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Soon every football club will be a corporate brand
Tottenham will be the subject of a bidding war between Osama bin Laden and Kim Jong-Il
Now it's Charlton that may be bought by Middle Eastern businessmen. No billionaire feels complete any more without a football club. As Sunderland have been promoted, they'll probably be bought by the Queen. And her Christmas speech will begin "This was a year that will mostly be remembered for the frustrating 2-2 draw at the Reebok Stadium."
Tottenham will become the subject of a bidding war between Osama Bin Laden and Kim Jong-Il, supreme leader of North Korea. The Bin Laden bid will win because of his superior record in arranging facilities at training camps, and his experience of providing funds for new team members when the old ones need replacing. The board will announce that this proves his committment to a squad system. Then there'll be those interviews with fans on Sky Sports yelling "The main thing is whether he can get us into the quarter-finals of the Uefa Cup", and before each home game as the new chairman takes his seat they'll all sing "Holy Jihad na-na-na-na-na-naaaa."
Because no one seems to care. Newcastle could be bought by a consortium of crack dealers, and the new manager would announce he had an excellent relationship with the board and "I'm assured that as sales are booming there will be funds available for a right-sided midfielder, so it's good news."
The Premier League has been presented as an exciting battle this year, but there were only two clubs remotely rich enough to even hope to win. It's testimony to the obnoxious nature of Chelsea that most people were pleased that the title was won by Man United.
Chelsea's response to losing may be that between now and next season they'll buy everyone. Not just every footballer but everyone in the world. Peasants in Laos and Burma who've never heard of the game will be put on the books for a tenner, the Pope for a score, entire Somalian villages for two hundred notes, so that every other team has no players. Or they'll force through a rule that if they're losing they're entitled to buy the opponents' ground at half-time, and turn their own penalty area into luxury flats that block their goal up.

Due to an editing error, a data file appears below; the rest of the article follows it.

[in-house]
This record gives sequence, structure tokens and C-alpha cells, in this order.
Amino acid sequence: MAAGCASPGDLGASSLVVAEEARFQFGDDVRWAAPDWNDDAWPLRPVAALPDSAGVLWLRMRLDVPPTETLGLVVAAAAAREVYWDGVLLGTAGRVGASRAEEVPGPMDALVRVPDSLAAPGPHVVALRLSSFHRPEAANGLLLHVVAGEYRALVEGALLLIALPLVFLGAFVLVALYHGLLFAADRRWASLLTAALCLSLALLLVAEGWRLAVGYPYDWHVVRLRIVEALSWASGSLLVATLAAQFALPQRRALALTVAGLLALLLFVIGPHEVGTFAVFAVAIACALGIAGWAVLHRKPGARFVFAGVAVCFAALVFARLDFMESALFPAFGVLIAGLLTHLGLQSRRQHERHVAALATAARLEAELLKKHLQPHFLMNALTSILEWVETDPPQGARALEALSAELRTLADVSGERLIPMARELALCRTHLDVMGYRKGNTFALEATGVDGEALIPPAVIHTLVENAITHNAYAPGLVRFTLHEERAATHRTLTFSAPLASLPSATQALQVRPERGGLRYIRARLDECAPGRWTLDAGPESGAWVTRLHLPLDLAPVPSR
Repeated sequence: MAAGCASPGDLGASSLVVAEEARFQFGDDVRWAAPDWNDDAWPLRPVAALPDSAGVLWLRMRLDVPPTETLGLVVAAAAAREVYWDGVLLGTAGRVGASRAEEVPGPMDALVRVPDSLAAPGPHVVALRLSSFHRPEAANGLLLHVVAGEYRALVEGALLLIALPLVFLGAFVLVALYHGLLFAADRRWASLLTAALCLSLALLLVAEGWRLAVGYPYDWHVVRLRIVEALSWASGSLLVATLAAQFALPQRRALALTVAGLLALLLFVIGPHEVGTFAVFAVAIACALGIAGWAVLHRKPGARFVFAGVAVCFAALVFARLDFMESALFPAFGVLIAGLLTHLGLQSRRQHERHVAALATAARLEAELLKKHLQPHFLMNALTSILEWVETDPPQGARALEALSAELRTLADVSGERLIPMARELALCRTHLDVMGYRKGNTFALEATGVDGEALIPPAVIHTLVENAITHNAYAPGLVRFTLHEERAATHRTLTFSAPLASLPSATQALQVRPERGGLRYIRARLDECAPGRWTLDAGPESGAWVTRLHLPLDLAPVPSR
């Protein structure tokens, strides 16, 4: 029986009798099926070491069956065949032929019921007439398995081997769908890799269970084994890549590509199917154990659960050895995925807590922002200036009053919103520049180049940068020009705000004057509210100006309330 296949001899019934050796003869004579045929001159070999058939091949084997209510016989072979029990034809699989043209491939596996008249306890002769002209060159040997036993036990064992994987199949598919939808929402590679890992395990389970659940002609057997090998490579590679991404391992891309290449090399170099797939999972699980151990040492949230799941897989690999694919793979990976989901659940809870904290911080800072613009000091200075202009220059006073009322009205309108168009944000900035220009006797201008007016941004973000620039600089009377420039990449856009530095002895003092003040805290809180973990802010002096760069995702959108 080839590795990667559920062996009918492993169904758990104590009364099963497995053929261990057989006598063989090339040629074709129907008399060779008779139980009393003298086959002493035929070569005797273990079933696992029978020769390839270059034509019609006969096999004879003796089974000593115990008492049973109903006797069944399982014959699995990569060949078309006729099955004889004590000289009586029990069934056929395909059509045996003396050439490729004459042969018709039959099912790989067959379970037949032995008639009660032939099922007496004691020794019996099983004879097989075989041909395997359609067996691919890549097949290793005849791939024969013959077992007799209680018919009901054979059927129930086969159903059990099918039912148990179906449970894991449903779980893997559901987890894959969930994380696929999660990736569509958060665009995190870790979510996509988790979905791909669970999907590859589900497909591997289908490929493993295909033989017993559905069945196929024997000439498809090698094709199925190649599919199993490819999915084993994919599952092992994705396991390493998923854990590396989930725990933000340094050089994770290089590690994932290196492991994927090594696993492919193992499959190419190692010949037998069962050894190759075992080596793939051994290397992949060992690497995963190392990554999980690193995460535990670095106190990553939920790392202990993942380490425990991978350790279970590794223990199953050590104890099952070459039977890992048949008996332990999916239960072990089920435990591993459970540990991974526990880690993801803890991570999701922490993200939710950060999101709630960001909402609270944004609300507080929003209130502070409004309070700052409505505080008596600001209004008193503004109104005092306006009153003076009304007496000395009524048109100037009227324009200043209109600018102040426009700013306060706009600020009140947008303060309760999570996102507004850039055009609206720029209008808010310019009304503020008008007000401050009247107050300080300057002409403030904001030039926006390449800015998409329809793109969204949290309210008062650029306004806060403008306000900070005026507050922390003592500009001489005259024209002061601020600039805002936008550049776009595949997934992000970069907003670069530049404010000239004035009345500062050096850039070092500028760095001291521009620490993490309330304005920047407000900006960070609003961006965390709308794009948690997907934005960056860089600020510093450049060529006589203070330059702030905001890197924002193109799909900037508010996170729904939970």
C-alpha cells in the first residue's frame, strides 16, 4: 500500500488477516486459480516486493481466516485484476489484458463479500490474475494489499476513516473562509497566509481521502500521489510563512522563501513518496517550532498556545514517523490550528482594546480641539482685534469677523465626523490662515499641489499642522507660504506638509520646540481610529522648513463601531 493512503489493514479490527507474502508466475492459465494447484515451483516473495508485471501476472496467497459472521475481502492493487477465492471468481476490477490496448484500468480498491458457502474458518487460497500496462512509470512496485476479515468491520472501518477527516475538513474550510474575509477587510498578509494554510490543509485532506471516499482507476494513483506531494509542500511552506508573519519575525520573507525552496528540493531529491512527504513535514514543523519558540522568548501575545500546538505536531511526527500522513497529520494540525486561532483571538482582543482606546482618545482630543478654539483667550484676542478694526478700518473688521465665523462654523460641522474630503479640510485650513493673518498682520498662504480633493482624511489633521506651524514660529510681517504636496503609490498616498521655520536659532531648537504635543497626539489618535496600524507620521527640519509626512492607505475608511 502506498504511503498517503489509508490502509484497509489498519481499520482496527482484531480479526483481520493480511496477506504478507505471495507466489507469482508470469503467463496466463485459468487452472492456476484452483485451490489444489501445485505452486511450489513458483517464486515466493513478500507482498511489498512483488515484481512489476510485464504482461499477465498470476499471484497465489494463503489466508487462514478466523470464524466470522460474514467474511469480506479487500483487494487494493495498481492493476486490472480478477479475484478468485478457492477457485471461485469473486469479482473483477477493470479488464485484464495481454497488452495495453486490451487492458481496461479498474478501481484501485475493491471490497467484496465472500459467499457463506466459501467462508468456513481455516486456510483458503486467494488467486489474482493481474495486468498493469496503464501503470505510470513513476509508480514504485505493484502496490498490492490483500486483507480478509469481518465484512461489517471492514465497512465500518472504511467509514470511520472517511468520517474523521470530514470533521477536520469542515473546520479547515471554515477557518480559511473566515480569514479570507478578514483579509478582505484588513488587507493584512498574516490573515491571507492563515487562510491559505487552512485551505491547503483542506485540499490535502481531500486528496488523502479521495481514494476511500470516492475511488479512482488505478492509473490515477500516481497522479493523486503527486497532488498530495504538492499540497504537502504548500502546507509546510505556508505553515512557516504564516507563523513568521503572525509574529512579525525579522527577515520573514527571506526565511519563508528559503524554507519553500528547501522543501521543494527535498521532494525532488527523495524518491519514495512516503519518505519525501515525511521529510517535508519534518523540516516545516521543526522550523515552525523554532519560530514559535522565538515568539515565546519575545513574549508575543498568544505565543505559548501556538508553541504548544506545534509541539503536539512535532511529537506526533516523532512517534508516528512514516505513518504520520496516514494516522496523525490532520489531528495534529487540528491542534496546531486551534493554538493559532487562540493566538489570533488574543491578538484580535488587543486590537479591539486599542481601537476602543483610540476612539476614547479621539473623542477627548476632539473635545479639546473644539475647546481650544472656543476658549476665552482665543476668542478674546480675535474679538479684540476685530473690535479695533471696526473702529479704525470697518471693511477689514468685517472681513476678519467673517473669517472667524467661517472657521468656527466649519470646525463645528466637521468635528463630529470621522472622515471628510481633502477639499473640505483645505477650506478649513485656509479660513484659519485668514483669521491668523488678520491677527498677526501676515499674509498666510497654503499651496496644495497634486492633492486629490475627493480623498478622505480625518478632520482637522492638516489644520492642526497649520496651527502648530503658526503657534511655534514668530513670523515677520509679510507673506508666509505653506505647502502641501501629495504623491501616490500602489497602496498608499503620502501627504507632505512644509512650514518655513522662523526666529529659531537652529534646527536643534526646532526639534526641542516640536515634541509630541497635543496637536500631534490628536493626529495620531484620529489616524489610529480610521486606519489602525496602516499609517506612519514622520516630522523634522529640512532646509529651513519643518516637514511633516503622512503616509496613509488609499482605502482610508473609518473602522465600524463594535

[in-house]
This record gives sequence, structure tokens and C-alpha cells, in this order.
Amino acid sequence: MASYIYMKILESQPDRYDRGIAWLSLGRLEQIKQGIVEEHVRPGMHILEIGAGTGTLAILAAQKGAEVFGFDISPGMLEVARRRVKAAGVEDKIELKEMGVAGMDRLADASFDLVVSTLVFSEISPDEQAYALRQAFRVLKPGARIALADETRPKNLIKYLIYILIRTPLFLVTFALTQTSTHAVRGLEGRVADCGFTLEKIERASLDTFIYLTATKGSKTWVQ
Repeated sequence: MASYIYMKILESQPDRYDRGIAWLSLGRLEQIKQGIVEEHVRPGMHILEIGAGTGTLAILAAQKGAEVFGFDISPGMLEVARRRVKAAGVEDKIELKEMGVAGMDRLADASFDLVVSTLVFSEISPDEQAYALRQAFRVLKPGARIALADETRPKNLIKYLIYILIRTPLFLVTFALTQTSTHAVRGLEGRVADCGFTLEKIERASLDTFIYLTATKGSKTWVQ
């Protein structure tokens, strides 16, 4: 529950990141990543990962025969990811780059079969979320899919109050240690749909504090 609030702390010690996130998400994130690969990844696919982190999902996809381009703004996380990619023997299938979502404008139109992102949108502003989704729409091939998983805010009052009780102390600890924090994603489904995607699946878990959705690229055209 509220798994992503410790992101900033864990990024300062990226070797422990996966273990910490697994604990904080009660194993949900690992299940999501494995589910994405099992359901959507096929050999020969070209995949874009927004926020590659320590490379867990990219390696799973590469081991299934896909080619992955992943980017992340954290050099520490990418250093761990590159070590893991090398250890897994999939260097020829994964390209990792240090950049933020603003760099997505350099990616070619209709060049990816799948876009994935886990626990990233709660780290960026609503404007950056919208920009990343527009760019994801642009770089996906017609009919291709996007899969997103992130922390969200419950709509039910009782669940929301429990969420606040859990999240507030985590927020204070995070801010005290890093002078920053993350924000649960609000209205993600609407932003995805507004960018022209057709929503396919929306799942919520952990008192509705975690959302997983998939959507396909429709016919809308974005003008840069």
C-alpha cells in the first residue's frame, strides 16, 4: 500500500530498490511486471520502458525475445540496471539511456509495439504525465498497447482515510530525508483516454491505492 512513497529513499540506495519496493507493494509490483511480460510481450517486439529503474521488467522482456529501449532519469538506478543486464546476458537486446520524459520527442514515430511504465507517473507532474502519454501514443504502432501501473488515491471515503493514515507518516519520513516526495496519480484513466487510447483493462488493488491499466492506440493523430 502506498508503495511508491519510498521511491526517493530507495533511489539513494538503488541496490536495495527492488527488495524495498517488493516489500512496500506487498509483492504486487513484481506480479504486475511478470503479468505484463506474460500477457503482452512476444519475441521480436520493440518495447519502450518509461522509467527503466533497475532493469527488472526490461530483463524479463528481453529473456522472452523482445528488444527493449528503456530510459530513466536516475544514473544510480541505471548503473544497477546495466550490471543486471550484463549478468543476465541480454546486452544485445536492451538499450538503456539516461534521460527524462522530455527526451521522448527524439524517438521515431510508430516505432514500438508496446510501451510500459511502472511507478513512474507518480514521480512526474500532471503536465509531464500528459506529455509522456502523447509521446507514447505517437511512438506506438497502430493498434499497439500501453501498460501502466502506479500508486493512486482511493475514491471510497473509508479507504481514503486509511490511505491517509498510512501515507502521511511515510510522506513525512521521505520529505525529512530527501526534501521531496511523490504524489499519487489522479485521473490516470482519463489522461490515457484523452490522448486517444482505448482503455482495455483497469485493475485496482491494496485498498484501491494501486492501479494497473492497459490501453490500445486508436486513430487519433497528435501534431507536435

But you can't go round cheering for Man United either. Aside from their equally corporate nature, I heard one of their fans on a phone-in recently making a gallant attempt to win a prize for the greatest ever effort to live up to a stereotype. The presenter was grumbling that, at a home match, thousands of Man United fans had left 10 minutes early. So a fan rang in and complained "Yes, but what you don't understand Alan, is lots of us have to leave early to catch our flights home." Now, if there was any justice the FA would have deducted 60 points from them just for that remark.
There are even calls from some chairmen to abandon relegation for the bottom clubs. Because for all the image of business, that riches are a reward for "risk", modern business insists on being almost entirely risk-free. Arms dealers have export credit guarantees, so the government pays them even if their sales go haywire. Rail company investment is underwritten so profits are guaranteed. And football club chairmen feel cheated that they've paid all this money but aren't certain to win.
Maybe they'll get their way and eventually the Premier League will announce: "It has been decided that from now on every match involving Manchester United will be won by them 3-1. We feel this shows the Premier League at its best, with attacking play being rewarded but the Man United defence still being breached once per game, providing a competitive spirit, especially if the opposition goal comes first. This should ensure the continued growth of our product throughout a global network."
Which is why it's so disappointing to meet supporters of Chelsea or Man United who glory in their team's "success". There's little sense of these clubs being part of a community, or of the shared experience of alternating between anguish, mediocrity and occasional rare triumph that creates a warm and slightly ridiculous camaraderie at proper football clubs. They might as well cheer because they follow a game called "Pick a Number" and they've picked a really big one.
They could even turn up at stadiums and cheer "Fourteen billion, fourteen billion, we'll support you evermore." While supporters of 53 could enjoy their underdog status, and say "At least we're not three-quarters, who've gone six years without a single win since nought went into administration."
The business of football reflects business everywhere. The clubs used to be run by factory owners, who were often local bullies. Now, like every shop, cinema and business, they're owned by globalised corporate figures, part of a world in which it's assumed that nothing can exist without their seedy input.
Which is why, for many football supporters, the worst nightmare is not relegation but their club being turned into another franchised unit, playing in an out-of-town stadium that doubles as a conference centre in the summer, and the ground full of supporters singing "Hostile bid for Allied Breweries, you're having a laugh."
So the worst thing to happen to Charlton this week was their ominous link to this next bunch of billionaires. Whereas their relegation provided the sort of wonderfully spiteful entertainment that still makes the game worth following.